Everything or Nothing: A tale of two women

John 12

In Judges 17 we meet Micah’s mother. She promises a certain amount of money to God but holds back most (17:3). She built an altar and disgraces herself by not giving everything to God. Fast forward to the New Testament where we meet a woman who meets Jesus and takes her most treasured possession, her perfume, and pours it on Jesus’ feet. The comparison is stark. On one hand, you have Micah’s mother who holds back and on the other hand, you have a woman who lavishly gives everything at Jesus’s feet.

We all have things that we value and take great care to keep. At the beginning of John 12, we see the thing Mary considered precious — a bottle of expensive perfume. This perfume was not just a fragrance to Mary. It was worth nearly a year’s wages. Mary wasn’t just saving this perfume for a special day. This bottle was her financial security.

“Then Mary took about a pint of pure nard, an expensive perfume; she poured it on Jesus’ feet and wiped his feet with her hair. And the house was filled with the fragrance of the perfume” (John 12:3).

In an act of love, Mary poured her perfume onto Jesus’ feet. She knelt to the ground and washed His feet, ignoring the opinions of others. Mary gave radically. She gave not knowing if she would be able to live through the day but trusting Jesus anyway. She gave with such extravagance that the disciples told her she had given too much.

To put Mary’s situation in today’s terms, it would be like going to church next Sunday, feeling called to give, and tithing your entire year’s salary! Yet, this is the same way God gave to us. He gave His best when He gave us Jesus. God not only calls us to radical faith, but He also calls us to radical giving.

What woman are you like? Are you giving everything to the Lord? Ask yourself how you can be more extravagant in your giving. What’s holding you back from pouring your security out at Jesus’ feet? How do these verses show us that we can trust Him with what’s most precious to us?

Is there anything in your life you have not given to God?

-Andy Cisneros

Today’s Bible reading passages can be read or listened to at BibleGateway here – Judges 17-18 and John 12

Timing is Everything

John 11

Jesus’ friend Lazarus falls ill, but by the time Jesus reaches Lazarus’ house, it’s too late. Jesus weeps for His friend then raises Lazarus from the dead!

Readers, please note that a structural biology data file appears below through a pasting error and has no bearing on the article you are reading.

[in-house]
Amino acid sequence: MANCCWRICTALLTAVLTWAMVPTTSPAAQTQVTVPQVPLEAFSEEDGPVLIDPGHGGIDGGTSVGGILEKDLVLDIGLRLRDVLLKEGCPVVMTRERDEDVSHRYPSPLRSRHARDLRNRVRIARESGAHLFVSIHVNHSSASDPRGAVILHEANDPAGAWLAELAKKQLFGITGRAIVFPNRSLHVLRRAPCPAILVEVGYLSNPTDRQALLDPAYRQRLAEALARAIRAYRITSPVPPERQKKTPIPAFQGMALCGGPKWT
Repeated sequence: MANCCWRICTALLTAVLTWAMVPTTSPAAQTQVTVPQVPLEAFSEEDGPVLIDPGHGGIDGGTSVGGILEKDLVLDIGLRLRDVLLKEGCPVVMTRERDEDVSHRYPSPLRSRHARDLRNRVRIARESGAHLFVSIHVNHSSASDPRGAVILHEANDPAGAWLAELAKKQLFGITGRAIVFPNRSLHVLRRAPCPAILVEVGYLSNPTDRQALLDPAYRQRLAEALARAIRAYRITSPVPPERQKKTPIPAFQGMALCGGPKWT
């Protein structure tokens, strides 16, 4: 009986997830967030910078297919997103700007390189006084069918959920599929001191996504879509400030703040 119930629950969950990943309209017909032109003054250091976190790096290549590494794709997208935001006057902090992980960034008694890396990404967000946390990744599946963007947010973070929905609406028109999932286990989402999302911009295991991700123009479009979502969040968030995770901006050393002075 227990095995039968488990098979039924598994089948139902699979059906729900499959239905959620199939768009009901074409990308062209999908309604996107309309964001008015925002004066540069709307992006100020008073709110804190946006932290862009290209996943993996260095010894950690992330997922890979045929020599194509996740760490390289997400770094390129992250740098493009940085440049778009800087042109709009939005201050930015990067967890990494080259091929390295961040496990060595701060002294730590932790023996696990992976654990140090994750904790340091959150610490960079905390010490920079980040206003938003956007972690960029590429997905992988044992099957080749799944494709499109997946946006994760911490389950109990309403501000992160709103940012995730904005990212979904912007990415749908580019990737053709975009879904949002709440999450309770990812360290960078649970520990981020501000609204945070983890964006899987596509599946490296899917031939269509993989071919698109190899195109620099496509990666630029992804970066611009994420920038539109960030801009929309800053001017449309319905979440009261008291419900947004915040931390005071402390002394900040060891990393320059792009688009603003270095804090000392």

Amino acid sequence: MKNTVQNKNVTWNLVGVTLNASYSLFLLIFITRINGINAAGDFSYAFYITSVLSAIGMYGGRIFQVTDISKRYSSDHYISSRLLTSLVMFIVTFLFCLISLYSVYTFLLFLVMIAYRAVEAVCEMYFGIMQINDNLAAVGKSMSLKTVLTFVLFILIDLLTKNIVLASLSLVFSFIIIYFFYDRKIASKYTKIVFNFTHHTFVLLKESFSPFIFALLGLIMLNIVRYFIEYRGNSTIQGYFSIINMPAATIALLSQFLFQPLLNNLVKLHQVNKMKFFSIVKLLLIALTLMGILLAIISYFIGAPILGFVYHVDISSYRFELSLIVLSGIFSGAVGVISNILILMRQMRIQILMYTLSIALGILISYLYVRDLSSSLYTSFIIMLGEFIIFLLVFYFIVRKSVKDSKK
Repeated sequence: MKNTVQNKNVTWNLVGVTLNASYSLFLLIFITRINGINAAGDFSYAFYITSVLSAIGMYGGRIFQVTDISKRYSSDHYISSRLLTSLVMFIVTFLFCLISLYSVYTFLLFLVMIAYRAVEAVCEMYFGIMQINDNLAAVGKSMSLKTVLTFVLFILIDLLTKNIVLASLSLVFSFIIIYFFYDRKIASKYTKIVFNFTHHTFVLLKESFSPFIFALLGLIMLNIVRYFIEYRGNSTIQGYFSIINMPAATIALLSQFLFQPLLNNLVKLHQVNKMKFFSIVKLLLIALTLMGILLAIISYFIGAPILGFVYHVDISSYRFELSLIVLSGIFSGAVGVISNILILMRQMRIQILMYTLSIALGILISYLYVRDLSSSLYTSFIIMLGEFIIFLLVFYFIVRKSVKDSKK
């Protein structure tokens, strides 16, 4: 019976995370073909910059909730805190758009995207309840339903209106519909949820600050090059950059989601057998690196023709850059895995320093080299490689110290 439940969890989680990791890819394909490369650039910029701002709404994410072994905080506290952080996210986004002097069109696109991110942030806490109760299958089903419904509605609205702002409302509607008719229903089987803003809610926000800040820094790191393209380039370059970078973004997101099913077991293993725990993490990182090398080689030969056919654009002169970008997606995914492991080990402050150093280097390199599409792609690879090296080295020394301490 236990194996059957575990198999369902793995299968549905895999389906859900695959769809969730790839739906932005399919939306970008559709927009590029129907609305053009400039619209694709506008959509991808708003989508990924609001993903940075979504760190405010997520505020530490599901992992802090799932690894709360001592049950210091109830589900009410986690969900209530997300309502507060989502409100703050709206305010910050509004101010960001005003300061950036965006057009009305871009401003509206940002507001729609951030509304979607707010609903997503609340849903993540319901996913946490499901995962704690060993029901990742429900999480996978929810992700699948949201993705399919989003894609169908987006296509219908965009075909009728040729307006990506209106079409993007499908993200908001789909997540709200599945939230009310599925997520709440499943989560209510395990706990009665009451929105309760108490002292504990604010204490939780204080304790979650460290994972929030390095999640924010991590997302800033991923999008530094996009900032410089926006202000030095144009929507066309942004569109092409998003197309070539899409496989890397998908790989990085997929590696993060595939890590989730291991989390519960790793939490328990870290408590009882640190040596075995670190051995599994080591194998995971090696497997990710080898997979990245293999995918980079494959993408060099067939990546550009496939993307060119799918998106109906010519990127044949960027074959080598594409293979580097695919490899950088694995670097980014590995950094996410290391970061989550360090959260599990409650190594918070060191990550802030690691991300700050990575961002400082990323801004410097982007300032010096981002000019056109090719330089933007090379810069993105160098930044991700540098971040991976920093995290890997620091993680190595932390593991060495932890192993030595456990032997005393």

Have you ever wondered about God’s timing? You are not alone. Some of Jesus’ close friends did, too. When Lazarus became deathly ill, his sisters, Mary, and Martha, asked Jesus for help. They knew Jesus was traveling and His ministry was growing, but He was a close friend. Surely, he could take a few minutes to heal their brother. But Jesus didn’t show up. Two days later when He arrived, it was too late. Lazarus was dead.

Martha and Mary were not only grief stricken, but deeply troubled by Jesus’ apparent lack of concern. “‘Lord,’ Martha said to Jesus, ‘if you had been here, my brother would not have died. But I know that even now God will give you whatever you ask.’ Jesus said to her, ‘Your brother will rise again’’’ (John 11:21–23). Even hearing Jesus’ words, the sisters were probably wondering, “Lord, what are You thinking now?!”

“Whoever lives by believing in me will never die” (John 11:26).

As they traveled to Lazarus’ gravesite, Martha questioned Jesus’ timing again. His response to her was clear, “Did I not tell you that if you believed, you would see the glory of God?” After thanking God, Jesus called out loudly, “Lazarus, come out!” And he did. Lazarus, still wrapped in strips of linen, but fully alive, walked out of the tomb (John 11:38-44).

Maybe you’ve questioned Jesus’ timing. You knew exactly when He needed to show up and what He needed to do, but it didn’t work out the way you had planned. Even when we don’t understand, He can be trusted.

Isaiah 55:8–9 says, “‘For my thoughts are not your thoughts, neither are your ways my ways,’ declares the Lord. ‘As the heavens are higher than the earth, so are my ways higher than your ways and my thoughts than your thoughts.’”

• Have you ever doubted God’s timing? What did you learn from that situation? If you’re unsure about God’s plan or timing in a situation now, would you surrender it to Him? 

-Andy Cisneros

Today’s Bible reading passages can be read or listened to at BibleGateway here – Judges 15-16 and John 11

How, Who, What?

John 10

How can we live a full life? We all want our lives to be fulfilled. We all want to know that answer, don’t we? Well, we can’t answer how until we focus on the more important question: What or who is the source of abundant life?

Jesus compares Himself to a good shepherd who feeds and cares for His sheep. Tired of Jesus’ metaphors, religious leaders corner Jesus at the temple and ask Him directly: Are you the Christ?

Jesus says in John 10:10, “The thief comes only to steal and kill and destroy; I have come that they may have life and have it to the full.” What is Jesus saying here? Chasing anything other than Jesus will steal what God has blessed you with, kill your dreams, and destroy your purpose in life. Only Jesus can restore the blessings that have been stolen, bring life to dreams that have died, and give our lives purpose. Possessions come and go, as does the enjoyment they bring. The only way to experience joy that never leaves is to have something that cannot fail. An abundant life comes from Jesus, who never fails.